Financial Crisis

The Futility of Annual Top 10 Predictions

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In every recent year, a black swan event has made top 10 lists appear quaintly naive and unimaginative. Our list is probably no better.

This time of year, top 10 predictions are all the rage. These lists can be interesting and entertaining but how useful are they really?

This question goes to the heart of forecasting. How futile or how useful is an attempt to forecast the economy, or technology, or world events for the next twelve months? There are three answers.  read more »

Obama's not so glorious legacy

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Like a child star who reached his peak at age 15, Barack Obama could never fulfill the inflated expectations that accompanied his election. After all not only was he heralded as the “smartest” president in history within months of assuming the White House, but he also secured the Nobel Peace Prize during his first year in office. Usually, it takes actually settling a conflict or two — like Richard Nixon or Jimmy Carter — to win such plaudits.  read more »

A Capital Improvement and Revitalization Idea for Detroit

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You may have heard that Detroit is in the midst of a modest but enduring revival in and around its downtown. Residents and businesses are returning to the city, filling long-vacant skyscrapers, prompting new commercial development and revitalizing adjacent old neighborhoods. As a former Detroiter I'm excited to see the turnaround. After so many false starts, Detroit's post-bankruptcy rebound seems very real.  read more »

The Incompetence Hypothesis to Explain the Great Recession

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Seeking an understanding of the Great Recession, I am finding that most of the 2008 financial crisis and its aftermath can be explained by incompetence. In the final weeks of writing a book on the systemic failure in US capital markets, I had to re-read the Securities and Exchange Commission (SEC) Inspector General’s 2009 report on their failure to stop Bernard Madoff despite having received credible evidence of a Ponzi scheme.  read more »

Seven Years Ago, Wall Street was the Villain. Now it Gets to Call the Shots

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The recent passage by Congress of new legislation favourable to loosening controls on risky Wall Street trading is just the most recent example of the consolidation of plutocratic power in Washington.  read more »

10 Steps to Financial System Stability: Lessons Not Learned

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Recently, BloombergView writer Michael Lewis called attention to tape recordings made by a Federal Reserve Bank of New York bank examiner who was stationed inside Goldman Sachs’ offices for several months during 2011-2012. She released the tapes to This American Life who aired her story on September 26, 2014.  read more »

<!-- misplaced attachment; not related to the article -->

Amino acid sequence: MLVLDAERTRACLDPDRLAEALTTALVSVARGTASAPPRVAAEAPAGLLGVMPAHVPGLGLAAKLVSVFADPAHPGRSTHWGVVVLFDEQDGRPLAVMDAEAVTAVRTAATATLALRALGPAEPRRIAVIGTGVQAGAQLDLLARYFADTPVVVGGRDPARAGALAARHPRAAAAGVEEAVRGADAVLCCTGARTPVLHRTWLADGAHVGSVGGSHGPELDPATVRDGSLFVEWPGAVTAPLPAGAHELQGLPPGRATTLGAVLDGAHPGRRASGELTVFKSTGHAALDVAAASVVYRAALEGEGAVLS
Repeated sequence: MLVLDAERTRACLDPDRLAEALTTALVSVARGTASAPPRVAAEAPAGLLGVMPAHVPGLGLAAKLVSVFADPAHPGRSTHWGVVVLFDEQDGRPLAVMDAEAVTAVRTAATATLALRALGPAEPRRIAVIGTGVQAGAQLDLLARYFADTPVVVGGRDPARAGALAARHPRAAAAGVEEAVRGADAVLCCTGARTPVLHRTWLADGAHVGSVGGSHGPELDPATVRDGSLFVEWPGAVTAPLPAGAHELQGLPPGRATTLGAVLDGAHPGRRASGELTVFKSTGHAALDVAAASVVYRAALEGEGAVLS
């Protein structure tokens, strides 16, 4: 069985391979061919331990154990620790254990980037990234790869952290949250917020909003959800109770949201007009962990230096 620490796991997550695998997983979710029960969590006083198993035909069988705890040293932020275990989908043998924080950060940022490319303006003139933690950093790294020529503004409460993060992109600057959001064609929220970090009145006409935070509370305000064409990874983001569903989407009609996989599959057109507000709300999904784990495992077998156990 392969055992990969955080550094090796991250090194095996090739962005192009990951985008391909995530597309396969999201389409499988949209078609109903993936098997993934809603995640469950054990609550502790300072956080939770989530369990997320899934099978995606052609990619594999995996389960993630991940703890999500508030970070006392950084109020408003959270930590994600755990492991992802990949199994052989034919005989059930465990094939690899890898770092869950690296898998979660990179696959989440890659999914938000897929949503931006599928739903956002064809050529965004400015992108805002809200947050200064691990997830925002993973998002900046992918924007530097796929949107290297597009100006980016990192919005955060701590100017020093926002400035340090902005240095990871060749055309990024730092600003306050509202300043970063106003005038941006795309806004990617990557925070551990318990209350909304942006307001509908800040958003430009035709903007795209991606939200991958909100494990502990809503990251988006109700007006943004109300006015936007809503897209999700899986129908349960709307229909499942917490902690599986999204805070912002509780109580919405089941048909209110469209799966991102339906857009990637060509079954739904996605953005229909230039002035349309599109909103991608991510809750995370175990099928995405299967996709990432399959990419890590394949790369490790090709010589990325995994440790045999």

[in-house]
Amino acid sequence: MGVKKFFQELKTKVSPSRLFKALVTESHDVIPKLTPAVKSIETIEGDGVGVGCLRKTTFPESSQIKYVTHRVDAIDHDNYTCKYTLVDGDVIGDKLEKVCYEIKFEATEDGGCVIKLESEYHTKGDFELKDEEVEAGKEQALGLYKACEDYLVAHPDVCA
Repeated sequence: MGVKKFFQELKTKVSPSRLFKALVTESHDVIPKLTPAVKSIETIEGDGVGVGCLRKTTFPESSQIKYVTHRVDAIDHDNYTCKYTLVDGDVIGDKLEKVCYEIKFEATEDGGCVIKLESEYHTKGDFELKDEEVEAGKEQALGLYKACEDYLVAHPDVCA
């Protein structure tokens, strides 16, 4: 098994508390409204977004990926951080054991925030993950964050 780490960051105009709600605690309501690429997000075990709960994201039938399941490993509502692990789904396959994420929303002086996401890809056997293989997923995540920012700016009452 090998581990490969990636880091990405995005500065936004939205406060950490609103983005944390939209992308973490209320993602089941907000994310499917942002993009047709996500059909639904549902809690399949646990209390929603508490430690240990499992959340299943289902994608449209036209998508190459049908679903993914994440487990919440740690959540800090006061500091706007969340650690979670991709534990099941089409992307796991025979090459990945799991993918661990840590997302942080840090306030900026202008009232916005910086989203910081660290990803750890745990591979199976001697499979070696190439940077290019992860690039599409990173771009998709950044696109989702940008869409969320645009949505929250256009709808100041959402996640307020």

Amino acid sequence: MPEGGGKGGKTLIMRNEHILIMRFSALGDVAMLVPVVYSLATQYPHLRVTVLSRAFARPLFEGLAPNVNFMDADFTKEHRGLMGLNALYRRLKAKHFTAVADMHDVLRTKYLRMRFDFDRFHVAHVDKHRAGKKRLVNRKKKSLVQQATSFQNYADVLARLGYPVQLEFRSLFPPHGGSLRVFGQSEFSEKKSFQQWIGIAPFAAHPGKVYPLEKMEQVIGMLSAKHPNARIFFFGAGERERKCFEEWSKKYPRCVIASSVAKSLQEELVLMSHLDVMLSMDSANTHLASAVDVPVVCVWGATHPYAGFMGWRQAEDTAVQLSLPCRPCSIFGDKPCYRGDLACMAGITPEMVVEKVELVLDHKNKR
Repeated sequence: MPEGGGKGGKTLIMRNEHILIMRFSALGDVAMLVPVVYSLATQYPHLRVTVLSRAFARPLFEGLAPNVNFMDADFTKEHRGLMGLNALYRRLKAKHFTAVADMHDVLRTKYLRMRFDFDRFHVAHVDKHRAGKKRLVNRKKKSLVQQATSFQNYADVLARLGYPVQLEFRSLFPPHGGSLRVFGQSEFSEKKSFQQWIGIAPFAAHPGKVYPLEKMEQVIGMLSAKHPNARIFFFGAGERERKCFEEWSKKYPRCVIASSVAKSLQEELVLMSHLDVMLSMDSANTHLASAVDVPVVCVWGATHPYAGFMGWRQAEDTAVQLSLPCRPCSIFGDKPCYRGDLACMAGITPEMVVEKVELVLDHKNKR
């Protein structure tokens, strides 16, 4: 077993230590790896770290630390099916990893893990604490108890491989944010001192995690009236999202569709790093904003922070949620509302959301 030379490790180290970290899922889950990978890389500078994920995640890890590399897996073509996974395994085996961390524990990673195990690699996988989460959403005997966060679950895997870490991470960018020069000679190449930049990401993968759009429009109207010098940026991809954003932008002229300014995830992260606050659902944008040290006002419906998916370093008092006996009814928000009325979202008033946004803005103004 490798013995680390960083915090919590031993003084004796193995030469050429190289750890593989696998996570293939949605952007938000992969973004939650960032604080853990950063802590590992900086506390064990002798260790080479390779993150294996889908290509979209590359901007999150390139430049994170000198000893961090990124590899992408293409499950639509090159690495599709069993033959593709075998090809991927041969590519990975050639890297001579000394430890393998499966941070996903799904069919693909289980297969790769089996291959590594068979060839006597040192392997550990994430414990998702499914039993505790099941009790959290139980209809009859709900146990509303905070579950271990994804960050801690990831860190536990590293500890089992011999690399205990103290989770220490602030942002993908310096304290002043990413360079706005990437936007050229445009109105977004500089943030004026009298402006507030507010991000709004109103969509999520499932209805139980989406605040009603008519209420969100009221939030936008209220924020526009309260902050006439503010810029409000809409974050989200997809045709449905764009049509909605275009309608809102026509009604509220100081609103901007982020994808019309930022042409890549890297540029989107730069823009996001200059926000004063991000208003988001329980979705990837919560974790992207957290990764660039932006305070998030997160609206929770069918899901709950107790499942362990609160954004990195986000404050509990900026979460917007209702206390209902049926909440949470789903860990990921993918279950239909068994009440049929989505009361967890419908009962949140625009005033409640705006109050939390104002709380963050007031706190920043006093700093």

Apocalypse Soon? Uneasiness with The Economy

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Seven in 10 Americans say the country is on the wrong track. Americans are unhappy, worried and pessimistic, and their spending is down according to a University of Michigan report. But the same report shows that consumer sentiment is up. Consumer confidence is up, according to the Conference Board, and our own Consumer Demand Index indicates that spending plans are up.  read more »

Are Law School Grads the Future's Paralegals?

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According to recent figures, in the United Kingdom paralegals already make up (as a mean average) 44 percent of all fee earners in solicitors firms, and are on track to outnumber solicitors in firms within a decade. In the US, the Bureau of Labor Statistics projects a 16.7 percent growth in paralegal jobs between 2012 and 2022, adding 46,200 positions. Jobs for attorneys are expected to grow only about 10 percent during that period.  read more »

Subjects:

Searching Out The Half-Full Glass

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There is a shiny, brittle skin to the economic recovery that conceals an unhealthy flesh underneath. It is tempting to call this condition a glass half empty. But seeking the healthy and the fit in nontraditional places has become a quest for more and more Americans who are leading us down a pathway that diverges, from the mainstream towards a new future. Out of earshot of the mainstream media and off of Main Street, there is a glass half full.  read more »

Some Implications of Detroit’s Bankruptcy

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There’s been so much ink spilled over Detroit’s bankruptcy that I haven’t felt the need to add much to it. But this week the judge overseeing the case ruled that the city of Detroit is eligible for bankruptcy. He also went ahead and ruled that pensions can be cut for the city’s retirees. Meanwhile, the city has received an appraisal of less than $2 billion for the most famous paintings in the Detroit Institute of the Arts.

A couple of thoughts on this:  read more »